Istanbul taps into European market

Terrorist attacks and fears of bird flu may have put Turkey in the tourism picture for the wrong reasons, but it is not deterring a growing legion of European tourists from heading east and to the country’s lively city of Istanbul.The opening of the city’s first boutique business hotel, Movenpick Hotel Istanbul, and the arrival of low-cost carrier easyJet are signs that the market is evolving to suit the growing needs of the European traveller.

Visitor numbers to Turkey have risen steadily over the past decade, from 7.8 million in 1995 to more than 17 million a decade later. By the year 2010, the country is looking to attract 30 million.

According to the UN World Tourism Organisation (UNWTO), in 2005 international tourist arrivals in Turkey increased by 20 percent from the previous year, adding 3.4 million arrivals.

With an overall population of 12million, Istanbul would be Europe’s largest city if one third of its population did not live on the south side of the narrow straits of Bosphorus in Asia.

Translated as “to the city” in Greek, Istanbul fuses East and West and old and new, as well as being the capital of three successive empires, Roman, Byzantine and Ottoman.


The multi-faceted destination, home to some of the world’s most elaborate churches, mosques and synagogues, is rich in culture and history, with a plethora of attractions as well as a bustling night-life and sophisticated cuisine.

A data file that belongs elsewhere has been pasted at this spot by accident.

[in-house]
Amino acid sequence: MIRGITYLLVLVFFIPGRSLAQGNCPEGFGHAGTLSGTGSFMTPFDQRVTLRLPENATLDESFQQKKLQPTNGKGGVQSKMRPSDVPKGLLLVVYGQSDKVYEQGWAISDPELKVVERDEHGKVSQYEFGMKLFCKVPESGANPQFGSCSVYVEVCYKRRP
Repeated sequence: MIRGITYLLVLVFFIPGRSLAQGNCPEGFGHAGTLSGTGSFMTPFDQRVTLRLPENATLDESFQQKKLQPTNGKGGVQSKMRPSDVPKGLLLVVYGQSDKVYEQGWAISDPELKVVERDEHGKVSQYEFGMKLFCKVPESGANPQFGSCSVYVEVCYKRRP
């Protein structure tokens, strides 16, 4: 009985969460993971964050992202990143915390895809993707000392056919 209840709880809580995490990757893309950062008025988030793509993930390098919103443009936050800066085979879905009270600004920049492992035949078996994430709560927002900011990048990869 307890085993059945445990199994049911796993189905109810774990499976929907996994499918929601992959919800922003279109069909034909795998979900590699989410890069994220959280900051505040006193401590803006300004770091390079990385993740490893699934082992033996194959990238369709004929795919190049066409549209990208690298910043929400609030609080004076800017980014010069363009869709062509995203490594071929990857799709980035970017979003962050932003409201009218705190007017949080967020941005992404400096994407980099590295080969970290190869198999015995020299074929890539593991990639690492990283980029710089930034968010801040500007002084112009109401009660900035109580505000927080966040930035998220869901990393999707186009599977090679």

Highlights include the 6th century underground cistern containing 336 columns that supplied water to old Istanbul during times of war; the 15th century Grand Bazaar consisting over 4,500 shops; the Blue Mosque with its six minarets; the opulent Topkapi Palace, which was home to sultans; and the Istanbul Modern Art Museum with its impressive views overlooking Karakoy Harbour.

Travelling along the Bosphorus—a 30 mile channel linking the Marmara and the Black Sea—is like going on a trip through time with an eclectic mix of wooden villas, marble palaces, stone fortresses, modern hotels, landscaped gardens and the Maiden’s Tower—Kiz Kulesi that line the shores. Some of the modern houses along the Bosphorus are the most sought after in the capital.

It is worth stopping off at the village of Ortakoy to sample its cafes and craft stalls and walk along its small cobbled streets. This is also a famous for its nightlife with jazz clubs, fine sea restaurants and bars.

Adding further diversity to its already rich proposition, the city of Istanbul is undergoing a rapid modernisation process, with new hotels popping up in its expanding business district.

There are also a host of new shops springing up in its booming malls—with some of the biggest brands present from Marks & Spencer to Armani. A metro was recently put in place to ease traffic congestion, which has become so unbearable that many commuters choose to use the ferry.

Swiss hospitality group, Movenpick Hotels and Resorts have also opened Istanbul’s first boutique business hotel. The award winning hotel is located in Fourth Levent, just ten minutes away from the famous Taksim Square and 25 minutes from Ataturk International Airport and in the heart of the business district.

While the term “boutique hotel” usually describes intimate, luxurious or quirky hotel environments, typically housing three to 100 guest rooms, the Movenpick Hotel Istanbul is quite spacious with 249 rooms, including 71 executive rooms, and 21 suites. The standard rooms are some of the largest in the city at 35 square metres.